US 2773821 A
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United States Patent COMPOSITION FOR USE IN ELECTROPOLISHING George H. Smith, Bulialo, N. Y., assignor to Electro- Gleam, Inc., Buffalo, N. Y.
No Drawing. Application June 12, 1956, Serial No. 590,829
1 Claim. 01. 204-4405 This invention relates to an improved composition for use in connection with the polishing of certain metals by electrolytic action.
The electropolishing of metals has been carried out for a number of years but has not always been successful for the reason that most processes and compositions required a very careful maintaining of correct operating conditions and frequently slight variations from such compositions resulted in inferior Work. Furthermore, such compositions were heretofore generally effective only on a few specific metals and would not operate successfully on all other metals.
Consequently, it is an object of this invention to provide an improved composition containing ingredients which cooperate with each other in such a manner as to enable the composition to operate successfully on a number of difierent metals and alloys.
My improved composition may be used efiectively on iron and steels of various types, such as stainless steels and carbon steels, aluminum, nickel and alloys thereof. My improved composition includes inorganic acids such, for example, as orthophosphoric acid and sulphuric acid which have heretofore been used in electropolishing solutions or baths. These acids, when used by themselves are quite corrosive and etch the metal, so that they do not leave a bright finish on the same. Consequently, inhibitors are generally used with these acids. I have found that particularly good results can be obtained by uing a group of three inhibitors comprising hydroxyacetic acid, benzene sulphonic acid and toluene sulfonic acid, and the solution also contains a small amount of water.
The orthophosphoric acid which I preferably use is approximately 85 percent pure, the greater portion of the impurity being water. The sulphuric acid which I employ is preferably approximately 66 B. to 75 percent of the bath is made up of these acids, preferably about 30 to 40 percent of the orthophosphoric acid and 25 to 30 percent of the sulfuric acid.
The inhibitors include from to percent of hydroxy acetic acid. acid or acetic acid may be used, but I have found that solutions containing hydroxy acetic acid are more stable and therefore are greatly preferred. I also use as additional inhibitors about 5 to percent of benzene sulphonic acid and from 2 to 12 percent of toluene sulfonic acid. The composition consequently may contain from 5 to 15 percent added water i. e. in addition to water contained in the orthophosphoric acid.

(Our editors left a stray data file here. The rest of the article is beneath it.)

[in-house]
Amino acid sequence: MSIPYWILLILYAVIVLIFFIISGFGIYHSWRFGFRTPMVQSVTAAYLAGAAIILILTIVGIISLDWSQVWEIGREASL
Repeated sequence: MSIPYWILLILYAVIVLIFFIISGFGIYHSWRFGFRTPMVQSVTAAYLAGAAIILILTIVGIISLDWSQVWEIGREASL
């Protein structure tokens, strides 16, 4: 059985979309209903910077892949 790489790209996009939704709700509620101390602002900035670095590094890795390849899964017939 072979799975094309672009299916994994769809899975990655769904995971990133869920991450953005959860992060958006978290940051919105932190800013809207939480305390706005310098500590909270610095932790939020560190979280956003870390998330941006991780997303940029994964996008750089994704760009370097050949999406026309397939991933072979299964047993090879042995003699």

It is necessary to maintain the solution at a concentration of 54.5 to 55.2 degrees B. at 160 F. and this concentration can easily be maintained by adding water if the solution becomes too concentrated, or by removing Water, for example, by boiling, if the concentration is not suflicient. It is also possible to increase the concentration of the solution by adding fresh solution to the bath. When the concentration of the solution is maintained, the life of the solution is practically inde- About 5 5 Other organic acids, such as citric finite and it may be used repeatedly. The solution may be kept clean and operative, for example, by skimming ofi any grease or oil which may collect on the top of the bath and by removing from the bottom of the bath any material collected therein.
The solution may be used in the same manner as has heretofore been customary with similar solutions. The temperature of the solution, in order to obtain the best result, should be kept between 60 degrees to degrees C., and the voltage and the time of the exposure of the metal articles to the treatment may vary, depending upon kind of metal and the amount of deposit to be removed from the metal articles. Voltages may vary from 6 to 12 Volts and the amperage may vary between 60 to 200 amperes per square foot.
The electropolishing is carried out in a tank having a suitable lining or inner surface which is inert to the ingredients of the solution and which is provided with means for varying the temperature of the solution. The cathodes used may be of stainless steel or copper, and of course it is desirable to have the cathodes spaced two to four inches from the articles to be polished which constitute the anodes. Generally the articles to be polished are mounted on racks which may be readily placed into and removed from the tank; and the articles must of course be connected with the racks in such a manner as to form good contacts through which electric current flows.
In addition'to polishing the articles, the solution also removes burrs or other small projections or irregularities from the surface of the articles and also removes grease, oils and similar materials, as well as surface blemishes such as due to corrosion, oxidation and the like. On parts which have been machined, cutting oils or lubricants are removed and will float on the solution where they can be readily skimmed off. Scale and other heavier particles which are removed will collect in the bottom of the treatment tank where they also can be removed.